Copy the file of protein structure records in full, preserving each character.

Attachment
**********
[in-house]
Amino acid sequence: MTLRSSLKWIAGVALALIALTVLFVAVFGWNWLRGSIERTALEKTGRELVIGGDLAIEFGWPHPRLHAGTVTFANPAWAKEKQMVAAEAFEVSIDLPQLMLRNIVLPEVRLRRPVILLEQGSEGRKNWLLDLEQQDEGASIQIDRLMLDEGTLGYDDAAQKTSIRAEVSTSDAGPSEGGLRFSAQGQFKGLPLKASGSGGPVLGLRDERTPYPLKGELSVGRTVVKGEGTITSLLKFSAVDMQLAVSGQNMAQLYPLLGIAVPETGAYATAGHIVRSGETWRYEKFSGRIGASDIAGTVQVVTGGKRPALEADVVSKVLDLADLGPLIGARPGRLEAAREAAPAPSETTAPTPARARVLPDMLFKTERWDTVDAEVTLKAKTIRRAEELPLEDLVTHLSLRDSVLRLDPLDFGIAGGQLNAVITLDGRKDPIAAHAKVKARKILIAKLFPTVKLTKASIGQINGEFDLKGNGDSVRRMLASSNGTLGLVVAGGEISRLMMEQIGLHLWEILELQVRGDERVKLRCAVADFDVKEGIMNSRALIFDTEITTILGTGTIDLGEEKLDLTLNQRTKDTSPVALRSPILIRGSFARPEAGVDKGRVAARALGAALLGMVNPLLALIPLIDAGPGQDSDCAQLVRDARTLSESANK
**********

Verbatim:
[in-house]
Amino acid sequence: MTLRSSLKWIAGVALALIALTVLFVAVFGWNWLRGSIERTALEKTGRELVIGGDLAIEFGWPHPRLHAGTVTFANPAWAKEKQMVAAEAFEVSIDLPQLMLRNIVLPEVRLRRPVILLEQGSEGRKNWLLDLEQQDEGASIQIDRLMLDEGTLGYDDAAQKTSIRAEVSTSDAGPSEGGLRFSAQGQFKGLPLKASGSGGPVLGLRDERTPYPLKGELSVGRTVVKGEGTITSLLKFSAVDMQLAVSGQNMAQLYPLLGIAVPETGAYATAGHIVRSGETWRYEKFSGRIGASDIAGTVQVVTGGKRPALEADVVSKVLDLADLGPLIGARPGRLEAAREAAPAPSETTAPTPARARVLPDMLFKTERWDTVDAEVTLKAKTIRRAEELPLEDLVTHLSLRDSVLRLDPLDFGIAGGQLNAVITLDGRKDPIAAHAKVKARKILIAKLFPTVKLTKASIGQINGEFDLKGNGDSVRRMLASSNGTLGLVVAGGEISRLMMEQIGLHLWEILELQVRGDERVKLRCAVADFDVKEGIMNSRALIFDTEITTILGTGTIDLGEEKLDLTLNQRTKDTSPVALRSPILIRGSFARPEAGVDKGRVAARALGAALLGMVNPLLALIPLIDAGPGQDSDCAQLVRDARTLSESANK